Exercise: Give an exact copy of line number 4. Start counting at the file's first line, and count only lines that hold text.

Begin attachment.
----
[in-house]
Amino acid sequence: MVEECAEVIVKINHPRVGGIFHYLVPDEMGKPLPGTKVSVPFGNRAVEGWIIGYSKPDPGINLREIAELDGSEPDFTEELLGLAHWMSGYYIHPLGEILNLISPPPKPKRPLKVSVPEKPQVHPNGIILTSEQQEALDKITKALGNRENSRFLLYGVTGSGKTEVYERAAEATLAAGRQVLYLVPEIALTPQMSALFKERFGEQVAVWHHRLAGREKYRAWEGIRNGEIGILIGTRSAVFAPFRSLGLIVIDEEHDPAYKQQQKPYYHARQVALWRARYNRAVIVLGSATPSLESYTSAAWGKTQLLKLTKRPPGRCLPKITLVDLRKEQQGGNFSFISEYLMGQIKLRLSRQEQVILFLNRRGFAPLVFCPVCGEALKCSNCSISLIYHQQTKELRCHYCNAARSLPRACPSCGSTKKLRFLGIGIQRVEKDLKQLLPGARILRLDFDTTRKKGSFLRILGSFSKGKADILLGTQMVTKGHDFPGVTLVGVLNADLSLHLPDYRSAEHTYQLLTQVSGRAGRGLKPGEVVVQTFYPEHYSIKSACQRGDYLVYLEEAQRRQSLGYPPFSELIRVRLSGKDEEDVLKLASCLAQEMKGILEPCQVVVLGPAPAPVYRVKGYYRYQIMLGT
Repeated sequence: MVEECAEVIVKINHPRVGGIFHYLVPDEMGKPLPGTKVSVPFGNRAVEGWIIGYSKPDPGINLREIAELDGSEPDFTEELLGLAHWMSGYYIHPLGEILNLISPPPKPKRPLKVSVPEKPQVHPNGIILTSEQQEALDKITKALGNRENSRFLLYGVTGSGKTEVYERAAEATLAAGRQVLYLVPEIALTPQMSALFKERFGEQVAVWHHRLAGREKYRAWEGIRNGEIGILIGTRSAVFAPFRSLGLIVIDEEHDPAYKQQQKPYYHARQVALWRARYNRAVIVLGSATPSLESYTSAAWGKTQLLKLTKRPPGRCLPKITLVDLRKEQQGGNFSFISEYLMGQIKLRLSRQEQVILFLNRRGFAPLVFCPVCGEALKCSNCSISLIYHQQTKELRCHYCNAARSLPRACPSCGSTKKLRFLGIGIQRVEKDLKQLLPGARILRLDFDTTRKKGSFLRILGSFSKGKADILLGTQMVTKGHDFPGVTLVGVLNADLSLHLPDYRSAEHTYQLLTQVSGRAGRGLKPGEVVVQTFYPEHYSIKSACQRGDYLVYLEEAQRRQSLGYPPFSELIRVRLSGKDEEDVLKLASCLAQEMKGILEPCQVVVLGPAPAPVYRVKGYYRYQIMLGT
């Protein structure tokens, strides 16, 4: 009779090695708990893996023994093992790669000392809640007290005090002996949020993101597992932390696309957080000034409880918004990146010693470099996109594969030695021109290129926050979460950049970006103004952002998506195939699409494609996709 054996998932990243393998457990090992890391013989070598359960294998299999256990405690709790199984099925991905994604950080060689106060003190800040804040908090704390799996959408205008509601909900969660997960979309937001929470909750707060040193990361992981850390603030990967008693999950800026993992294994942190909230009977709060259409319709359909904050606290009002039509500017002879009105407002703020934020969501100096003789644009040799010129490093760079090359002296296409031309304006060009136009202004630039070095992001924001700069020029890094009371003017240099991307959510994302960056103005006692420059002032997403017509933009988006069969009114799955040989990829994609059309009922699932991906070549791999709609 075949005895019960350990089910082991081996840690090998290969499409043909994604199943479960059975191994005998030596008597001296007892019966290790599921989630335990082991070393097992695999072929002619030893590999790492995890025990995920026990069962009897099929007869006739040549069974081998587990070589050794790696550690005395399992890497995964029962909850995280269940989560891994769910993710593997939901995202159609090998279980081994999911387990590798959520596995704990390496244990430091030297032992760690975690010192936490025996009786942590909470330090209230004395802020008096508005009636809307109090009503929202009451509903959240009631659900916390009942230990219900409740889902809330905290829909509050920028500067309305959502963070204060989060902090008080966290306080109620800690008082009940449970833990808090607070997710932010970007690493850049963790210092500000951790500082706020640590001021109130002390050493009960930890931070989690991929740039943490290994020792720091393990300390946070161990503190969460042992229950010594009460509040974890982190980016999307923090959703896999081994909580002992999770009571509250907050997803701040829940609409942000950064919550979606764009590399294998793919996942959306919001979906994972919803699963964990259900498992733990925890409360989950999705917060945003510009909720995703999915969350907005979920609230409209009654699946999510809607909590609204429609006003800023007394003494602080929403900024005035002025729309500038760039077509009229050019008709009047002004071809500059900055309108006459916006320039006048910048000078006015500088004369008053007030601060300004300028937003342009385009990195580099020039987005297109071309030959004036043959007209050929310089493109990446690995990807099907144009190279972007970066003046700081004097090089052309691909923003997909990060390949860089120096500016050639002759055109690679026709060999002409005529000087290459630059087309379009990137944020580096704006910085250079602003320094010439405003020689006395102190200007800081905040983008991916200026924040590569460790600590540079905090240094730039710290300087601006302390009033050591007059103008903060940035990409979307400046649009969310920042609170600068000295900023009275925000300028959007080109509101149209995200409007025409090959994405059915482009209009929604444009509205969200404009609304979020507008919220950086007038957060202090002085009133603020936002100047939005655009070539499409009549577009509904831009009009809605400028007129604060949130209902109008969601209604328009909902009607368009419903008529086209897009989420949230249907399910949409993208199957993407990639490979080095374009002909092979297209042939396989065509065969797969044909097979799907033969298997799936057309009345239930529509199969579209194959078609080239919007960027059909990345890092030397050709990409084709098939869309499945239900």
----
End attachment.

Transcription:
């Protein structure tokens, strides 16, 4: 009779090695708990893996023994093992790669000392809640007290005090002996949020993101597992932390696309957080000034409880918004990146010693470099996109594969030695021109290129926050979460950049970006103004952002998506195939699409494609996709 054996998932990243393998457990090992890391013989070598359960294998299999256990405690709790199984099925991905994604950080060689106060003190800040804040908090704390799996959408205008509601909900969660997960979309937001929470909750707060040193990361992981850390603030990967008693999950800026993992294994942190909230009977709060259409319709359909904050606290009002039509500017002879009105407002703020934020969501100096003789644009040799010129490093760079090359002296296409031309304006060009136009202004630039070095992001924001700069020029890094009371003017240099991307959510994302960056103005006692420059002032997403017509933009988006069969009114799955040989990829994609059309009922699932991906070549791999709609 075949005895019960350990089910082991081996840690090998290969499409043909994604199943479960059975191994005998030596008597001296007892019966290790599921989630335990082991070393097992695999072929002619030893590999790492995890025990995920026990069962009897099929007869006739040549069974081998587990070589050794790696550690005395399992890497995964029962909850995280269940989560891994769910993710593997939901995202159609090998279980081994999911387990590798959520596995704990390496244990430091030297032992760690975690010192936490025996009786942590909470330090209230004395802020008096508005009636809307109090009503929202009451509903959240009631659900916390009942230990219900409740889902809330905290829909509050920028500067309305959502963070204060989060902090008080966290306080109620800690008082009940449970833990808090607070997710932010970007690493850049963790210092500000951790500082706020640590001021109130002390050493009960930890931070989690991929740039943490290994020792720091393990300390946070161990503190969460042992229950010594009460509040974890982190980016999307923090959703896999081994909580002992999770009571509250907050997803701040829940609409942000950064919550979606764009590399294998793919996942959306919001979906994972919803699963964990259900498992733990925890409360989950999705917060945003510009909720995703999915969350907005979920609230409209009654699946999510809607909590609204429609006003800023007394003494602080929403900024005035002025729309500038760039077509009229050019008709009047002004071809500059900055309108006459916006320039006048910048000078006015500088004369008053007030601060300004300028937003342009385009990195580099020039987005297109071309030959004036043959007209050929310089493109990446690995990807099907144009190279972007970066003046700081004097090089052309691909923003997909990060390949860089120096500016050639002759055109690679026709060999002409005529000087290459630059087309379009990137944020580096704006910085250079602003320094010439405003020689006395102190200007800081905040983008991916200026924040590569460790600590540079905090240094730039710290300087601006302390009033050591007059103008903060940035990409979307400046649009969310920042609170600068000295900023009275925000300028959007080109509101149209995200409007025409090959994405059915482009209009929604444009509205969200404009609304979020507008919220950086007038957060202090002085009133603020936002100047939005655009070539499409009549577009509904831009009009809605400028007129604060949130209902109008969601209604328009909902009607368009419903008529086209897009989420949230249907399910949409993208199957993407990639490979080095374009002909092979297209042939396989065509065969797969044909097979799907033969298997799936057309009345239930529509199969579209194959078609080239919007960027059909990345890092030397050709990409084709098939869309499945239900």